LA BioMed Honors Legends and Celebrates Life-saving Therapy – Event Recognized Drs. David Heber and Ronald J. Nelson


Los Angeles Biomedical Research Institute at Harbor-UCLA Medical Center (LA BioMed) honored two of its legendary physician-researchers Wednesday night and celebrated the 10th anniversary of the federal approval of a life-saving therapy developed at the institute.

Guests at the 10th Annual Legends event at Palos Verdes Golf Club celebrated the lives and legacies of David Heber, MD, PhD, and Ronald J. Nelson, MD, both of whom remembered fondly their early years at Harbor-UCLA Medical Center.


Guests also attended a reception to commemorate the 10th anniversary of the government’s approval of Aldurazyme® (laronidase), an enzyme replacement therapy developed at LA BioMed. Aldurazyme has saved the lives of hundreds of children born with a devastating genetic disorder, mucopolysaccharidosis 1, or MPS 1. The reception celebrated the role of Biomarin and Genzyme LLC in bringing Aldurazyme to market, as well as the contributions of the MPS I patients and families, laboratory staff and clinicians.

“This year’s Legends event was a very special one with the tributes to the extraordinary achievements of Drs. Heber and Nelson and to LA BioMed scientists, as well as honoring Biomarin and Genzyme for their contributions to a therapy that has saved the lives of young people born with MPS1,” said David I. Meyer, PhD, LA BioMed president and CEO. “We were privileged to have some of those young people join us Wednesday night, and it is thrilling to see the difference LA BioMed research has made in their lives.”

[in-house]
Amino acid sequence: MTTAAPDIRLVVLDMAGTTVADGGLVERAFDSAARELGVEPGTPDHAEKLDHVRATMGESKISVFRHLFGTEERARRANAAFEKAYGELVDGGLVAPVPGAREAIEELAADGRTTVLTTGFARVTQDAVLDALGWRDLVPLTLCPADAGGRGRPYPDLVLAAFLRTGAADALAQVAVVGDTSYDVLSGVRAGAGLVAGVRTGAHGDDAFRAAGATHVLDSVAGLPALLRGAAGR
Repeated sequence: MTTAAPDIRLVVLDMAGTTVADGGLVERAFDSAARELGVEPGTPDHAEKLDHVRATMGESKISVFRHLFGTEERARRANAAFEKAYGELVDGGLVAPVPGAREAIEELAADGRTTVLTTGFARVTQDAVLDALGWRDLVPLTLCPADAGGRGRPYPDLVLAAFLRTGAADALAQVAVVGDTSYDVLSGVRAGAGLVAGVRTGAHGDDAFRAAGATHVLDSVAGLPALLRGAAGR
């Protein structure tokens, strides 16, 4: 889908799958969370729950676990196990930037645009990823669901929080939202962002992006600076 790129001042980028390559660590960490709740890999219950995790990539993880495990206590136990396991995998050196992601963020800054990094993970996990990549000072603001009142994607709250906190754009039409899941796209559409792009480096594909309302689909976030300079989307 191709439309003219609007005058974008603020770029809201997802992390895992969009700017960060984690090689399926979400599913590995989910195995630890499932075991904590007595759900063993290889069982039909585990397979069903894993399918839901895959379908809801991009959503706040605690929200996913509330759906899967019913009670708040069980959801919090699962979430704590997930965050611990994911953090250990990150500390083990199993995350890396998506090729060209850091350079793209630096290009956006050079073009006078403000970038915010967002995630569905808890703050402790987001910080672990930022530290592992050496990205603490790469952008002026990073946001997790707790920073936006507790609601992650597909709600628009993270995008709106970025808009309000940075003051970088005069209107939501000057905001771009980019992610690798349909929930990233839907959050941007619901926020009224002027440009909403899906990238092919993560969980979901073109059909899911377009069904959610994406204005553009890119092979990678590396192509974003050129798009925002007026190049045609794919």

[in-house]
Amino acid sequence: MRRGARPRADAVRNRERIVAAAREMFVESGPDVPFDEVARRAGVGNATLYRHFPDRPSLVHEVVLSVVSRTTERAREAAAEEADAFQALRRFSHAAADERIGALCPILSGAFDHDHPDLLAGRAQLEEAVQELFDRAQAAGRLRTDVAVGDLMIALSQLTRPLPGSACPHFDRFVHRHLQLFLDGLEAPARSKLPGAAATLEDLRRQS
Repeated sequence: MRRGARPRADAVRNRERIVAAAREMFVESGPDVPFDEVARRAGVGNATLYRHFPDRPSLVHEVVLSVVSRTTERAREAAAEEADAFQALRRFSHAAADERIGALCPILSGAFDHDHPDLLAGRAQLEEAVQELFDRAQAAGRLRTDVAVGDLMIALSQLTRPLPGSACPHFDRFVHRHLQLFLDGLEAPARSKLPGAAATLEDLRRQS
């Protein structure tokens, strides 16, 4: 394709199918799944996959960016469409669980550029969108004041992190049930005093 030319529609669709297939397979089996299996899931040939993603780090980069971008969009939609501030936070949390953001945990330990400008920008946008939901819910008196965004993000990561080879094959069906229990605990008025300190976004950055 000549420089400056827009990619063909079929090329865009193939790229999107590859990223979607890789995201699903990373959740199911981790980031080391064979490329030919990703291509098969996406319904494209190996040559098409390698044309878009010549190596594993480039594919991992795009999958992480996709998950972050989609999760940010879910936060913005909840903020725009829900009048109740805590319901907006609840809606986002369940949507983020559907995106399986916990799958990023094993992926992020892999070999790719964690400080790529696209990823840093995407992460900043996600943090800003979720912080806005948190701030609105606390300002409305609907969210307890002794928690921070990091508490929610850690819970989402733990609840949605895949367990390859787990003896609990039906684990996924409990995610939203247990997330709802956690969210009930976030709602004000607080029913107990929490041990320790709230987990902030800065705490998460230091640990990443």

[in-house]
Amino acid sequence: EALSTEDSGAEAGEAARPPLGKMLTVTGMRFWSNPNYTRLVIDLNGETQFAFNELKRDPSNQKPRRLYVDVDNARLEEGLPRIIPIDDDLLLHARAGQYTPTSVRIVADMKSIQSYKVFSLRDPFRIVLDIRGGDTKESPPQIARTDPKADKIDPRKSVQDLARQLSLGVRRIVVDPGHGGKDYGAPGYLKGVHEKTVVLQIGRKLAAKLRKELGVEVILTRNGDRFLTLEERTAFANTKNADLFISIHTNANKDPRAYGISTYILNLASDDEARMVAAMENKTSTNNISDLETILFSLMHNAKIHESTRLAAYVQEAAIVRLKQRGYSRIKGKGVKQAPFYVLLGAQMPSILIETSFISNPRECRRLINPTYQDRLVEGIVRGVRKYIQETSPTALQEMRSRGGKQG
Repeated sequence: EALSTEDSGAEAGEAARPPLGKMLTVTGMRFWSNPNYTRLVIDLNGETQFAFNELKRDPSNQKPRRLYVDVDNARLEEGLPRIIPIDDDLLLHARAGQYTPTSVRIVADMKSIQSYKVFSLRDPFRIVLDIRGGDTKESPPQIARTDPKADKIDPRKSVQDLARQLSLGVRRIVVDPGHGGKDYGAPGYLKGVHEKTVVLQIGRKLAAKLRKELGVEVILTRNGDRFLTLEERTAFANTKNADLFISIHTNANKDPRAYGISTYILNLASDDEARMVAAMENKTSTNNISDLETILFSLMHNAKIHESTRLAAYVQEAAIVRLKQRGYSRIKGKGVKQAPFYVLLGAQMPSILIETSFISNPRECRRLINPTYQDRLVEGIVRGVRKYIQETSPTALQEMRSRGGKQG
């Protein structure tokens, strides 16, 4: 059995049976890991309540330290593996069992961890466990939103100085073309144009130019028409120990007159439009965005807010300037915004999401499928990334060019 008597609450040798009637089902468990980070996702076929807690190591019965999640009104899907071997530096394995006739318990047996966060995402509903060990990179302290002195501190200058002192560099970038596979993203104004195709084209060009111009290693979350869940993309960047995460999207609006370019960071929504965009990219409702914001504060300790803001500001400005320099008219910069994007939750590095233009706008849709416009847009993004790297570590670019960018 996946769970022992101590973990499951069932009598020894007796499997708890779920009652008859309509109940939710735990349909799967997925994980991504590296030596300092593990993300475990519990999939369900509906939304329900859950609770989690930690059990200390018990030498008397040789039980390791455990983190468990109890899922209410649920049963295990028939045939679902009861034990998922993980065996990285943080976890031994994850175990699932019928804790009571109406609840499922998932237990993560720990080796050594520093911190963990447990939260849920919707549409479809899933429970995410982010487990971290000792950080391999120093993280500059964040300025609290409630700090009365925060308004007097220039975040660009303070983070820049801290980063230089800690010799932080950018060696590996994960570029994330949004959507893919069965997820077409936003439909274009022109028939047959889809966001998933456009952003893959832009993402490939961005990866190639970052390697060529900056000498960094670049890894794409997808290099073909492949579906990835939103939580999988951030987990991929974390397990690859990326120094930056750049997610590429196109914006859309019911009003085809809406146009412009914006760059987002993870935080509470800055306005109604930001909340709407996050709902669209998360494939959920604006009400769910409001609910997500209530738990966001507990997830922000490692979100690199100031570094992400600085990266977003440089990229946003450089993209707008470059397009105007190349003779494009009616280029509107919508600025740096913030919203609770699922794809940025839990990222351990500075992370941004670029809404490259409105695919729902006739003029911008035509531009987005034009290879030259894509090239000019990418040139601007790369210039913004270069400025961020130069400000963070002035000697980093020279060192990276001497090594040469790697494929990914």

Colleagues shared their admiration for Dr. Heber, the founding director of the UCLA Center for Human Nutrition and founding chief of the Division of Clinical Nutrition in the Department of Medicine, and for Dr. Nelson, who retired in 1998 from his position as the director of cardiac surgery at Saint John’s Hospital in Santa Monica.

Dr. Heber has conducted extensive research into obesity treatment and nutrition for cancer prevention and treatment. He has written more than 225 peer-reviewed scientific articles and more than 80 book chapters. He’s also authored six books. Dr. Nelson had previously served as the chief of Thoracic and Cardiovascular Surgery at Harbor-UCLA Medical Center, where he participated in many pioneering surgical procedures, including the first heart transplant in Southern California.

LA BioMed also honored two of its faculty members: Brad J. Spellberg, MD, an infectious disease specialist, and Harry B. Rossiter, PhD. Dr. Spellberg received the Richard E. Weitzman Memorial Prize for Meritorious Research in the Biomedical Sciences. He was recognized for his research into vaccines and immunotherapies to treat and prevent highly drug-resistant bacterial infections.

Harry B. Rossiter, PhD, received the LA BioMed Young Investigator award for his scholarship and research, which is seeking a better understanding of the control and limitation of oxygen transport and utilization during exercise.